Regardless of whether it’s a good film or not, StreetDance has its loyal fan base – paying punters – ready to flock to see the latest nimble starlets battling against the odds and demonstrating some astounding moves as their ammunition. Admittedly, whether you’re a fan or not, it’s always captivating for the length of each dance set piece – and we all know the outcome and who the victors in the dance-off will be. However, waiting to be dazzled by each routine is as painful and ugly an experience as getting corns on the feet.
In the 2012 film, after being humiliated by the crew and reigning champs Invincible, popcorn seller and street dancer Ash (Falk Hentschel) goes on a journey to recruit Europe’s best dancers of all persuasions for the world rematch. Along the way he gets introduced to salsa in Paris, under the charms of Eva (Sofia Boutella), the salsa queen at her uncle Manu’s (Tom Conti) club.
Predictability – dance cultures clash then unite to form something unique for the finale, while a ‘West Side Story’ style romance blossoms between members of the two rival groups – has to be excused with such a film: We know we’re watching a path to success. There’s also a healthy and infectious dose of competition to get behind, combined with hormones and sweaty, supple bodies.
However, the ‘acting’ (in the loosest possible terms) in between each routine is as dire as it gets: Eddie – former Britain’s Got Talent contestant George Sampson – returns, trying his hardest to be the lovable joker, but bouncing off wooden muscle man Ash, he simply comes across like an over-excitable puppy. Hentschel only really awakens from his trance in the arms of Boutella as sultry Eva. But the only thrilling non-dancing performance is given by Conti in a part not too dissimilar to Shirley Valentine’s Costas, camping it up to hide the non-existent script.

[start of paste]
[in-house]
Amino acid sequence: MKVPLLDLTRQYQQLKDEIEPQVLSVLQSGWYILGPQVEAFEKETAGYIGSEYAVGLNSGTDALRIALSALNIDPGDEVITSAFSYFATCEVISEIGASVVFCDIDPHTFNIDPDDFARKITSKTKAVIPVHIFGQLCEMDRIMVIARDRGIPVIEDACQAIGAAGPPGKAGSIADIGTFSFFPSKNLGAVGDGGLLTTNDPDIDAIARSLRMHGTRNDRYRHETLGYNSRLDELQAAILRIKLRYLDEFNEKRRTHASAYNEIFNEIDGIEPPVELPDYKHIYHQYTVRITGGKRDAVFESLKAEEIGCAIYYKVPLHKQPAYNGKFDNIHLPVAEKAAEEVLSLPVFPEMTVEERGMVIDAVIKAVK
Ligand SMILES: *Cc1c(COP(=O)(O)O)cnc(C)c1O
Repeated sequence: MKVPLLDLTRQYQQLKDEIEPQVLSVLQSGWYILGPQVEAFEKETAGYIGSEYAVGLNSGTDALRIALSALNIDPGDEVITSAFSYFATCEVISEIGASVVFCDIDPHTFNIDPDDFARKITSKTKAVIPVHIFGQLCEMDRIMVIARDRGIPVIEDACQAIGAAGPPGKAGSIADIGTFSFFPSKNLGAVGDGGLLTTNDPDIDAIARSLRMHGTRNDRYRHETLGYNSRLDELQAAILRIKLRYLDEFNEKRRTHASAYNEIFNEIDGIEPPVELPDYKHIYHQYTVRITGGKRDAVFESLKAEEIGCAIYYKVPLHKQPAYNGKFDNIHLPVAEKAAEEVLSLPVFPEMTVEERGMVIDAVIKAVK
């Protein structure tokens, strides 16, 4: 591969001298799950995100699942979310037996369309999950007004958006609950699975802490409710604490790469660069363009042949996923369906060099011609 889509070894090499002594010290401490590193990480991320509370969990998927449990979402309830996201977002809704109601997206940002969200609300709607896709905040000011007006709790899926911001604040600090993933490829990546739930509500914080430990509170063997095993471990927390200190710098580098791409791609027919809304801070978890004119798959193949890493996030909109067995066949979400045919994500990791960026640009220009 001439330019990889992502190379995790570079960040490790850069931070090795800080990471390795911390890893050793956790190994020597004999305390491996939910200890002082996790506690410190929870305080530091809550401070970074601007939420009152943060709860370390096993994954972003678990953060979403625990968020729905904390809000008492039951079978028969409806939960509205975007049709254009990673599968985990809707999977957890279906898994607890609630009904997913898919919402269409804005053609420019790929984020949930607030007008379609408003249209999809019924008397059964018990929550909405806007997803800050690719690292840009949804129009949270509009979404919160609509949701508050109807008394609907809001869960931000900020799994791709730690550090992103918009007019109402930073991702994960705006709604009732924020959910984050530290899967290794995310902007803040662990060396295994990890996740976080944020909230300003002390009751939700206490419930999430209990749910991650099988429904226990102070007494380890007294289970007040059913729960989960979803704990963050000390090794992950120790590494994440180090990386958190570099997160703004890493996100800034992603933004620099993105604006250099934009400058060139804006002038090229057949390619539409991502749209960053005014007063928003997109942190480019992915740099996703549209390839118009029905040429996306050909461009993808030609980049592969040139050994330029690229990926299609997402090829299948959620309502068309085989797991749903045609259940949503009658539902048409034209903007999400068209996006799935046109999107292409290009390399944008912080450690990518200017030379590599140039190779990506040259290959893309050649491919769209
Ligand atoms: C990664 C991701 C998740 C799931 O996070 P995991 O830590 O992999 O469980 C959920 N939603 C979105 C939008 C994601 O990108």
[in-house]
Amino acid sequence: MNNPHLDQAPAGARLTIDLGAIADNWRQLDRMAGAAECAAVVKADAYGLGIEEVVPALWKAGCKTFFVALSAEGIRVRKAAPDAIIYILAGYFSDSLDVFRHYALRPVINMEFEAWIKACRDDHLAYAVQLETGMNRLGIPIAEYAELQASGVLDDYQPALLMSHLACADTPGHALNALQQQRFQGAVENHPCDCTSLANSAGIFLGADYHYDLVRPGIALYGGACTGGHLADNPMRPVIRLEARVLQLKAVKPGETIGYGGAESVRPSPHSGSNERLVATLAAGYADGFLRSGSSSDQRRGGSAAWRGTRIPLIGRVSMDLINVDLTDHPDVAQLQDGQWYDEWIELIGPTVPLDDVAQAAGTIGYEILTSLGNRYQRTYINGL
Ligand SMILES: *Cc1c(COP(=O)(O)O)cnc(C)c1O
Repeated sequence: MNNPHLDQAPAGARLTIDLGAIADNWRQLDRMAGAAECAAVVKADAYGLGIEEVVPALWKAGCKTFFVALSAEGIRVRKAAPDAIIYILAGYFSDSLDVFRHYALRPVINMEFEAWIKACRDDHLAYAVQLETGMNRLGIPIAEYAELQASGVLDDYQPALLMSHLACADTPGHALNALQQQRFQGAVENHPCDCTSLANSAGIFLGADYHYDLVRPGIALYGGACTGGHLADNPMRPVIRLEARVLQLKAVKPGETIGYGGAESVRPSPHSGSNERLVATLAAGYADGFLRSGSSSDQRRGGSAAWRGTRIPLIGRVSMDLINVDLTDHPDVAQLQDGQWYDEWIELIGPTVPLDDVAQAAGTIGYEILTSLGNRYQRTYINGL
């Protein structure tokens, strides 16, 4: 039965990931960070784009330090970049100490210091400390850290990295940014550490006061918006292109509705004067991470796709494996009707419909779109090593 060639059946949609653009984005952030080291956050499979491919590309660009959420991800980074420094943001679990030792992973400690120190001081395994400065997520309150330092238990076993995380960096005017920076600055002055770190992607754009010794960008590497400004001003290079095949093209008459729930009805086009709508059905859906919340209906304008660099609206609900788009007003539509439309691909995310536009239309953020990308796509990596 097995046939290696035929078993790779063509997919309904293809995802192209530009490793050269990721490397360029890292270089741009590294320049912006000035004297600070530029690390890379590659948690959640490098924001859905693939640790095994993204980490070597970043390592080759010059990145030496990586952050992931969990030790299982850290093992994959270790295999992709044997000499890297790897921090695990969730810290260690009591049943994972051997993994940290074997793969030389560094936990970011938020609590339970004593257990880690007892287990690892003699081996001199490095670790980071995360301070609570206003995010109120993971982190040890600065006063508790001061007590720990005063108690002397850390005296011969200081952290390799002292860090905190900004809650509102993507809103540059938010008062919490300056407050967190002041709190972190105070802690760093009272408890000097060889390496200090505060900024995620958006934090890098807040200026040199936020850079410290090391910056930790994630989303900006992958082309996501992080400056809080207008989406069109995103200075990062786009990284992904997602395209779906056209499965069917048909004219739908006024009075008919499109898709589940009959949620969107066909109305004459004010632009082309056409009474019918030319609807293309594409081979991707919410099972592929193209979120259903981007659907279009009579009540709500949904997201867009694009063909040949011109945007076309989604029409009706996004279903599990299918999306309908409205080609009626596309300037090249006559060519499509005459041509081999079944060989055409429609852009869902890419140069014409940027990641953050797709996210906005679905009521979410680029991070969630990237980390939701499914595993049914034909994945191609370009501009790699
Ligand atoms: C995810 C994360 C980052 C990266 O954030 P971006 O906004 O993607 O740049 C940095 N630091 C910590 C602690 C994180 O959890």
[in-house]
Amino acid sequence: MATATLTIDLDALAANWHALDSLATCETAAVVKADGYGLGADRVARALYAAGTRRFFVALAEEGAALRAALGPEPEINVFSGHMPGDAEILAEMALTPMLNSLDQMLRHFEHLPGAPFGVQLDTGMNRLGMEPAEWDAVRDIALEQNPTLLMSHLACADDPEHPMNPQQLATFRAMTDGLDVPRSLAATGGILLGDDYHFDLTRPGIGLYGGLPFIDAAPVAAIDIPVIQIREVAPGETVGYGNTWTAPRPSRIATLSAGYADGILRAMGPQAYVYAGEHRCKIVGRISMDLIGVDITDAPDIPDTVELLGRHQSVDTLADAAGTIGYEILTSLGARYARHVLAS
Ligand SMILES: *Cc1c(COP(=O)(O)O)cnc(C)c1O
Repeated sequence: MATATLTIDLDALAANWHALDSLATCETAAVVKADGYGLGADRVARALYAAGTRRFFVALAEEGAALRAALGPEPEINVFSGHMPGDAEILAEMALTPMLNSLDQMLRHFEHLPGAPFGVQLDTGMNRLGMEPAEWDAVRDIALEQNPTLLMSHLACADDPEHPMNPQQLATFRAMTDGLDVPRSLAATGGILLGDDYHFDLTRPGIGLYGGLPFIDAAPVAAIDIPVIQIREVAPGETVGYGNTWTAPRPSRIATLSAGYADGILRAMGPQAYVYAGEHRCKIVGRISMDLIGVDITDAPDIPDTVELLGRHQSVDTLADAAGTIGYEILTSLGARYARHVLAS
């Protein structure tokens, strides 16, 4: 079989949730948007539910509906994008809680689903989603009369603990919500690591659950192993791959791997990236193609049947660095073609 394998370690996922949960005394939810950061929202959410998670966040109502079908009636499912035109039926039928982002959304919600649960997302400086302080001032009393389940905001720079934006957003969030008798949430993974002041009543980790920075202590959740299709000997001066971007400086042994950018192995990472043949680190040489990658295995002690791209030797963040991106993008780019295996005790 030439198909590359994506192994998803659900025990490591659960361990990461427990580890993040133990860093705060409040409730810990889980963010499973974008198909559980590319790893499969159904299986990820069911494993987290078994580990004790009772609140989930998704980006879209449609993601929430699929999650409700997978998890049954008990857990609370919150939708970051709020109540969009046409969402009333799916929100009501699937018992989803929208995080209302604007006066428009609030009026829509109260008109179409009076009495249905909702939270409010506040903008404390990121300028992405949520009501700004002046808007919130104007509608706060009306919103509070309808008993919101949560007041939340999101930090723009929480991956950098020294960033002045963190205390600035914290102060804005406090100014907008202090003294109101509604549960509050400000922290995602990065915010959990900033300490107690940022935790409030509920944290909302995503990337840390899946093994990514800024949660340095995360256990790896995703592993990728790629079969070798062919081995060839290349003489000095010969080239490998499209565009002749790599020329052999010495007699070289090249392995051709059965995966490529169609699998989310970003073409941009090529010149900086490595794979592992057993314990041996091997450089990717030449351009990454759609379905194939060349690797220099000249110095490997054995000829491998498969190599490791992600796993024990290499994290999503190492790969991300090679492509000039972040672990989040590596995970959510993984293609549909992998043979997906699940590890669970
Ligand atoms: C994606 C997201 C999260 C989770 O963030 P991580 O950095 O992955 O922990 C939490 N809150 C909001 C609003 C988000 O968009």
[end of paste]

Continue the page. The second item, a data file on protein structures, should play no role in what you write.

The film has a thrillingly energetic salsa-street music mix that warrants a second listen or download. That said StreetDance 2 (3D) generally feels like a collection of teen music videos tentatively strung together by clichéd lines – just take the fake-looking pillow fight in the hostel dorm, slow-mo-ed for full titillating effect.
As for the 3D, it disappointingly didn’t add much more to the movement and excitement of the dance: The routines are enough visual eye candy without necessarily adding new technology, but it didn’t detract from the entertainment either – unless you find the glasses a bad fit. As a piece of catchy pop culture, the StreetDance franchise has a natural buzz, licensed to thrill again with the latest edition, plus a great soundtrack – just don’t expect much more than awesome moves for your money.